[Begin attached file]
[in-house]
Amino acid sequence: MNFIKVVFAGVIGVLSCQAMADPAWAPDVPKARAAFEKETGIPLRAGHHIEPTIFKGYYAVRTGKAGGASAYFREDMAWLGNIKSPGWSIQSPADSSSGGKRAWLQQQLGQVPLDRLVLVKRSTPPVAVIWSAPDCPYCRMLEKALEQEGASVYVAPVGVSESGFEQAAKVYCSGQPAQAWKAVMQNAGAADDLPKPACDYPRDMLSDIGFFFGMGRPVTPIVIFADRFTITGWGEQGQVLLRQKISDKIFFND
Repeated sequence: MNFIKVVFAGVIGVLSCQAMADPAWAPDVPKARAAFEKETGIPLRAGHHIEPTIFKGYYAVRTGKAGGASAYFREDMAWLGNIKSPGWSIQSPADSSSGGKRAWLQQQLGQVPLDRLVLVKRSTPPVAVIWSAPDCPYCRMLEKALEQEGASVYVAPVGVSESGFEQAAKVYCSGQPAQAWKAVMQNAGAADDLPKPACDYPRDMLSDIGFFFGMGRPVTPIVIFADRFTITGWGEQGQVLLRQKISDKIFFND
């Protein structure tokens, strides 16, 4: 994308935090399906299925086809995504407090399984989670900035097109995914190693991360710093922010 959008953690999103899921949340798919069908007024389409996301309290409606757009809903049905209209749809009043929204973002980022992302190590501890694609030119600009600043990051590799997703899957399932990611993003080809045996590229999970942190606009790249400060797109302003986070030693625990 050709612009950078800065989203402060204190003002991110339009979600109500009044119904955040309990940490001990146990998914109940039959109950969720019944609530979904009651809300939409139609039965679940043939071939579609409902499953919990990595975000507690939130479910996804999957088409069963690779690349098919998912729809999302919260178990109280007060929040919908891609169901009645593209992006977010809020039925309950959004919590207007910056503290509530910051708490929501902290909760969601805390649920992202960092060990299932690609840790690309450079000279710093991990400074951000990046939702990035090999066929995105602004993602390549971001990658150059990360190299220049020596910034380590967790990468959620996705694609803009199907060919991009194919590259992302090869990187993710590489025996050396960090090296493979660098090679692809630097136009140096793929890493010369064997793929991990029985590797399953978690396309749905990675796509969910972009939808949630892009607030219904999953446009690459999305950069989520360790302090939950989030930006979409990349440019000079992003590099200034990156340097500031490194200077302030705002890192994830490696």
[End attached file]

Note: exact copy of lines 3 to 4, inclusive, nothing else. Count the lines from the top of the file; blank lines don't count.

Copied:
Repeated sequence: MNFIKVVFAGVIGVLSCQAMADPAWAPDVPKARAAFEKETGIPLRAGHHIEPTIFKGYYAVRTGKAGGASAYFREDMAWLGNIKSPGWSIQSPADSSSGGKRAWLQQQLGQVPLDRLVLVKRSTPPVAVIWSAPDCPYCRMLEKALEQEGASVYVAPVGVSESGFEQAAKVYCSGQPAQAWKAVMQNAGAADDLPKPACDYPRDMLSDIGFFFGMGRPVTPIVIFADRFTITGWGEQGQVLLRQKISDKIFFND
């Protein structure tokens, strides 16, 4: 994308935090399906299925086809995504407090399984989670900035097109995914190693991360710093922010 959008953690999103899921949340798919069908007024389409996301309290409606757009809903049905209209749809009043929204973002980022992302190590501890694609030119600009600043990051590799997703899957399932990611993003080809045996590229999970942190606009790249400060797109302003986070030693625990 050709612009950078800065989203402060204190003002991110339009979600109500009044119904955040309990940490001990146990998914109940039959109950969720019944609530979904009651809300939409139609039965679940043939071939579609409902499953919990990595975000507690939130479910996804999957088409069963690779690349098919998912729809999302919260178990109280007060929040919908891609169901009645593209992006977010809020039925309950959004919590207007910056503290509530910051708490929501902290909760969601805390649920992202960092060990299932690609840790690309450079000279710093991990400074951000990046939702990035090999066929995105602004993602390549971001990658150059990360190299220049020596910034380590967790990468959620996705694609803009199907060919991009194919590259992302090869990187993710590489025996050396960090090296493979660098090679692809630097136009140096793929890493010369064997793929991990029985590797399953978690396309749905990675796509969910972009939808949630892009607030219904999953446009690459999305950069989520360790302090939950989030930006979409990349440019000079992003590099200034990156340097500031490194200077302030705002890192994830490696």